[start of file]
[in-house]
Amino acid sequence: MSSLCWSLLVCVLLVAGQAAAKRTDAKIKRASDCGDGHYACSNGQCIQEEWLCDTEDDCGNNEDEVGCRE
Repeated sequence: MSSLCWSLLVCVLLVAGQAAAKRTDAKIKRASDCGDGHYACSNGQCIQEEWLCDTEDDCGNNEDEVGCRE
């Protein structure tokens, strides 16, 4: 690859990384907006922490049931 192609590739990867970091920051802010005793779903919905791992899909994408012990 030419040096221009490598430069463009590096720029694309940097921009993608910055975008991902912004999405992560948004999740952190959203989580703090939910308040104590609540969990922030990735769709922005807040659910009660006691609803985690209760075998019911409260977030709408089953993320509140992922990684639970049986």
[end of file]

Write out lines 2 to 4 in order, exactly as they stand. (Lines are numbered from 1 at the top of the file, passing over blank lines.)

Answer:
Amino acid sequence: MSSLCWSLLVCVLLVAGQAAAKRTDAKIKRASDCGDGHYACSNGQCIQEEWLCDTEDDCGNNEDEVGCRE
Repeated sequence: MSSLCWSLLVCVLLVAGQAAAKRTDAKIKRASDCGDGHYACSNGQCIQEEWLCDTEDDCGNNEDEVGCRE
């Protein structure tokens, strides 16, 4: 690859990384907006922490049931 192609590739990867970091920051802010005793779903919905791992899909994408012990 030419040096221009490598430069463009590096720029694309940097921009993608910055975008991902912004999405992560948004999740952190959203989580703090939910308040104590609540969990922030990735769709922005807040659910009660006691609803985690209760075998019911409260977030709408089953993320509140992922990684639970049986």